Channel changes of the San Xavier Reach of the Santa Cruz River, Tucson, Arizona 1971-1988
AuthorGuber, Albert L.
Committee ChairReeves, Richard W.
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PublisherThe University of Arizona.
RightsCopyright © is held by the author. Digital access to this material is made possible by the University Libraries, University of Arizona. Further transmission, reproduction or presentation (such as public display or performance) of protected items is prohibited except with permission of the author.
AbstractAerial photographs of the San Xavier reach of the Santa Cruz River near Tucson, Arizona, were used to interpret four planimetric surface classes and to generate hydraulic variables for analysis of channel change. Variables were regressed to determine the extent to which channel form is controlled by "catastrophic" flows. Channel width analysis, in combination with channel overlay maps provided the means of assessing spatial variations in channel form through time. Results indicate that the study reach is dominantly controlled by equilibrium conditions rather than catastrophic events as determined in previous studies in arid and semi-arid climates. The definition and implementation of the braid index variable as a measure of channel pattern in this study account for measurement errors inherent in defining hydraulic variables in a channel which changes pattern through time. Such errors may be critical sources of inconsistency in previous studies of channel change in fluvial systems.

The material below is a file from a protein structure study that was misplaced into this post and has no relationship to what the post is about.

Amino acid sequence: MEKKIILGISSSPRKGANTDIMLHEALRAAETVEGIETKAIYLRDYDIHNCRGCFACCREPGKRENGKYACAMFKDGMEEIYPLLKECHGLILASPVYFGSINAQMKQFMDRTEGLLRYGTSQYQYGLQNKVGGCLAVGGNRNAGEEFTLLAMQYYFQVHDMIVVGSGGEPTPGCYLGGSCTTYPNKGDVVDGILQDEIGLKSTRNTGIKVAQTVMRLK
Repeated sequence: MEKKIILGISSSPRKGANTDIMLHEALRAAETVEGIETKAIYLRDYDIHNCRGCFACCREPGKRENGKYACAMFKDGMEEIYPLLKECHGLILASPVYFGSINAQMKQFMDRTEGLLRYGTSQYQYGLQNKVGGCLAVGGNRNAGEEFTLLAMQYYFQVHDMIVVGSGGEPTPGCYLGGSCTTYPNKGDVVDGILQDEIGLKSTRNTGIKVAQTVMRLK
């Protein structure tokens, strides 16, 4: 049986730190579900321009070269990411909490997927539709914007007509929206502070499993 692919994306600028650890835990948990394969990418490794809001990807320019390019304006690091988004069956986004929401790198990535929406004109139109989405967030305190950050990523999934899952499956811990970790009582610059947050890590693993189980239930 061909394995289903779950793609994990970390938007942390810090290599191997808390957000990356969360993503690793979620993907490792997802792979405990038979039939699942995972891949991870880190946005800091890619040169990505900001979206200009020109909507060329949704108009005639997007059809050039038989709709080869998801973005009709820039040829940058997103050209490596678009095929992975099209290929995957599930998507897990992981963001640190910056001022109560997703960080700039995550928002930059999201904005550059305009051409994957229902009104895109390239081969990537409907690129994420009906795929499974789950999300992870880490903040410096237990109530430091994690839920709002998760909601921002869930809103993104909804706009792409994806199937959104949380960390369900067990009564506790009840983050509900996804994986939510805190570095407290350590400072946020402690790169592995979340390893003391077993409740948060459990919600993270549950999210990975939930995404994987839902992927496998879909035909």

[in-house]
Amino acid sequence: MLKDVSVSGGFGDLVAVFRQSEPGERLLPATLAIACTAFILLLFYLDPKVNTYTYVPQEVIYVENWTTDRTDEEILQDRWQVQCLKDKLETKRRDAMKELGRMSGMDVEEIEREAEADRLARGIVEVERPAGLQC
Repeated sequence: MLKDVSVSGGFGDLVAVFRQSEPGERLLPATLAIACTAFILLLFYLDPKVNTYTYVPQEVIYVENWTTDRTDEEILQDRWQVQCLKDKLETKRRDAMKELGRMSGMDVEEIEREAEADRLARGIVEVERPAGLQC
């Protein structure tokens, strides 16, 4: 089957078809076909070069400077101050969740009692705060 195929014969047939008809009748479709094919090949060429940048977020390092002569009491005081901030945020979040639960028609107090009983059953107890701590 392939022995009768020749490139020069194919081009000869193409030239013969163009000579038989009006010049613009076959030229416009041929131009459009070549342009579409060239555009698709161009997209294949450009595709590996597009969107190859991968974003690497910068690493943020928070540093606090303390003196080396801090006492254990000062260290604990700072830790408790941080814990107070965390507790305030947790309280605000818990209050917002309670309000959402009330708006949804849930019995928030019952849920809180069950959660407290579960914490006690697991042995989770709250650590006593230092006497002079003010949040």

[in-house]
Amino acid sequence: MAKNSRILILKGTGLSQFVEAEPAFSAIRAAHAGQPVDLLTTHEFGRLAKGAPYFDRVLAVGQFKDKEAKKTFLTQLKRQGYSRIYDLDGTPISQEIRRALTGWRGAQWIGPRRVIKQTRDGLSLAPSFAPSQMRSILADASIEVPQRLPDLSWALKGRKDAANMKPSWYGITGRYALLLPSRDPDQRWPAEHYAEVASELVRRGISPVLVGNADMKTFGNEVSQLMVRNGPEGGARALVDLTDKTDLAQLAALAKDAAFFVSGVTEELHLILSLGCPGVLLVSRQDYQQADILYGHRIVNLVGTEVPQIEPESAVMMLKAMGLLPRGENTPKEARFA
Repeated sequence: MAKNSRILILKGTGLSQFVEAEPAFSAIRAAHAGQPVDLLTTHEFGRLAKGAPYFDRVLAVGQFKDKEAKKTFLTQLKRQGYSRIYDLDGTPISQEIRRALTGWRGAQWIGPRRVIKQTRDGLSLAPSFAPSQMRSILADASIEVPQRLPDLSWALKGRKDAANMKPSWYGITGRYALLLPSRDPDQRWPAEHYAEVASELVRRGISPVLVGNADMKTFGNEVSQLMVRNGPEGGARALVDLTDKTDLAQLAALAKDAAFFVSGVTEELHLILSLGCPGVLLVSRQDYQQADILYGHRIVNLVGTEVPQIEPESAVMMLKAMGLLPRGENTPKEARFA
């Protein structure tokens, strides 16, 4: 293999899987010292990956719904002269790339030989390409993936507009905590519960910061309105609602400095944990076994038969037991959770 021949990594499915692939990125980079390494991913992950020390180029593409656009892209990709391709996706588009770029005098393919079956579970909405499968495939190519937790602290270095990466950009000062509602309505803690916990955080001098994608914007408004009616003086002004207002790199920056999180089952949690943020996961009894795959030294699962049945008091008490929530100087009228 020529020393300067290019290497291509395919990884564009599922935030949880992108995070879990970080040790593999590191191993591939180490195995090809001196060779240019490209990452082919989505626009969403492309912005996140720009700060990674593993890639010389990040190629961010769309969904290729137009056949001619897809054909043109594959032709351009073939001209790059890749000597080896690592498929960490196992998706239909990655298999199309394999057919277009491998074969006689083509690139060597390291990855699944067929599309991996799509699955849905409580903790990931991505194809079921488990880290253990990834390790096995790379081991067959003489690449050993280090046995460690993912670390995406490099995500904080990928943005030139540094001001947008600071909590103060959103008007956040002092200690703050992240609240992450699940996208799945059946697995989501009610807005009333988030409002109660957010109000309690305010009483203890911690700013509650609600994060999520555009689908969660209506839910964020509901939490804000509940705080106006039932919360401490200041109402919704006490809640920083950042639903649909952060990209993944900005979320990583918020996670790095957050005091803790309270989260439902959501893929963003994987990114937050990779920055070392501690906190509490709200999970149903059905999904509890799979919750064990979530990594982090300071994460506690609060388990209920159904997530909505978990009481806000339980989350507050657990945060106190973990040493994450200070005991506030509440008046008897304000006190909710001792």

Degree ProgramGeography and Regional Development